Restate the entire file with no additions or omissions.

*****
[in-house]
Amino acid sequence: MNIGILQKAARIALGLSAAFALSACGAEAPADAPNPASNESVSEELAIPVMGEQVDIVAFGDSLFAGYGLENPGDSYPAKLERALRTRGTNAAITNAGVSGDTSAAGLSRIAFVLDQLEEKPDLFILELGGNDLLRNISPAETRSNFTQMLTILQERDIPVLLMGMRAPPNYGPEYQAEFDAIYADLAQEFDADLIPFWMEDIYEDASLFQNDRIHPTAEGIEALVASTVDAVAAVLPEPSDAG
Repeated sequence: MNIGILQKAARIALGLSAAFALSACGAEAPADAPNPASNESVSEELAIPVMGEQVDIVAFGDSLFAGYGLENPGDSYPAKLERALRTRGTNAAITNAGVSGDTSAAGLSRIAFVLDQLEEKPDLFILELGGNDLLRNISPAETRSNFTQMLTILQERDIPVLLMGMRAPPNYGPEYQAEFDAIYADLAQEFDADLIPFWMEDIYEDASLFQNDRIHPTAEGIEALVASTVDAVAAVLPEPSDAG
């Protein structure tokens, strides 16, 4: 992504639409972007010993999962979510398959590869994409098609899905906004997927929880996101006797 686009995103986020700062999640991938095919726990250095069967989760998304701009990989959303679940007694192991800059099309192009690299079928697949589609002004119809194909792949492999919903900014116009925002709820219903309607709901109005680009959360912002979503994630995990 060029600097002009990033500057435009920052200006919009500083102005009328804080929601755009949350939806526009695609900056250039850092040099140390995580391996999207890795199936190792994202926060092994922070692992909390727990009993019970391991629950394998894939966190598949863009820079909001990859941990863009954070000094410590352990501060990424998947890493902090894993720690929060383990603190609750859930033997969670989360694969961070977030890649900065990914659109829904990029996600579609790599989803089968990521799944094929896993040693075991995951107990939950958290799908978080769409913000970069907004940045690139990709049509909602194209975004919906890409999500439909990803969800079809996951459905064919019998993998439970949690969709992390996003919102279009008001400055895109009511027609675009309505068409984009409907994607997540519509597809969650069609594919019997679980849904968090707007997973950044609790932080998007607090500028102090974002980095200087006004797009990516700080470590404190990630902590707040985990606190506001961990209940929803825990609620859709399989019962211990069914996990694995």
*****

[in-house]
Amino acid sequence: MNIGILQKAARIALGLSAAFALSACGAEAPADAPNPASNESVSEELAIPVMGEQVDIVAFGDSLFAGYGLENPGDSYPAKLERALRTRGTNAAITNAGVSGDTSAAGLSRIAFVLDQLEEKPDLFILELGGNDLLRNISPAETRSNFTQMLTILQERDIPVLLMGMRAPPNYGPEYQAEFDAIYADLAQEFDADLIPFWMEDIYEDASLFQNDRIHPTAEGIEALVASTVDAVAAVLPEPSDAG
Repeated sequence: MNIGILQKAARIALGLSAAFALSACGAEAPADAPNPASNESVSEELAIPVMGEQVDIVAFGDSLFAGYGLENPGDSYPAKLERALRTRGTNAAITNAGVSGDTSAAGLSRIAFVLDQLEEKPDLFILELGGNDLLRNISPAETRSNFTQMLTILQERDIPVLLMGMRAPPNYGPEYQAEFDAIYADLAQEFDADLIPFWMEDIYEDASLFQNDRIHPTAEGIEALVASTVDAVAAVLPEPSDAG
């Protein structure tokens, strides 16, 4: 992504639409972007010993999962979510398959590869994409098609899905906004997927929880996101006797 686009995103986020700062999640991938095919726990250095069967989760998304701009990989959303679940007694192991800059099309192009690299079928697949589609002004119809194909792949492999919903900014116009925002709820219903309607709901109005680009959360912002979503994630995990 060029600097002009990033500057435009920052200006919009500083102005009328804080929601755009949350939806526009695609900056250039850092040099140390995580391996999207890795199936190792994202926060092994922070692992909390727990009993019970391991629950394998894939966190598949863009820079909001990859941990863009954070000094410590352990501060990424998947890493902090894993720690929060383990603190609750859930033997969670989360694969961070977030890649900065990914659109829904990029996600579609790599989803089968990521799944094929896993040693075991995951107990939950958290799908978080769409913000970069907004940045690139990709049509909602194209975004919906890409999500439909990803969800079809996951459905064919019998993998439970949690969709992390996003919102279009008001400055895109009511027609675009309505068409984009409907994607997540519509597809969650069609594919019997679980849904968090707007997973950044609790932080998007607090500028102090974002980095200087006004797009990516700080470590404190990630902590707040985990606190506001961990209940929803825990609620859709399989019962211990069914996990694995």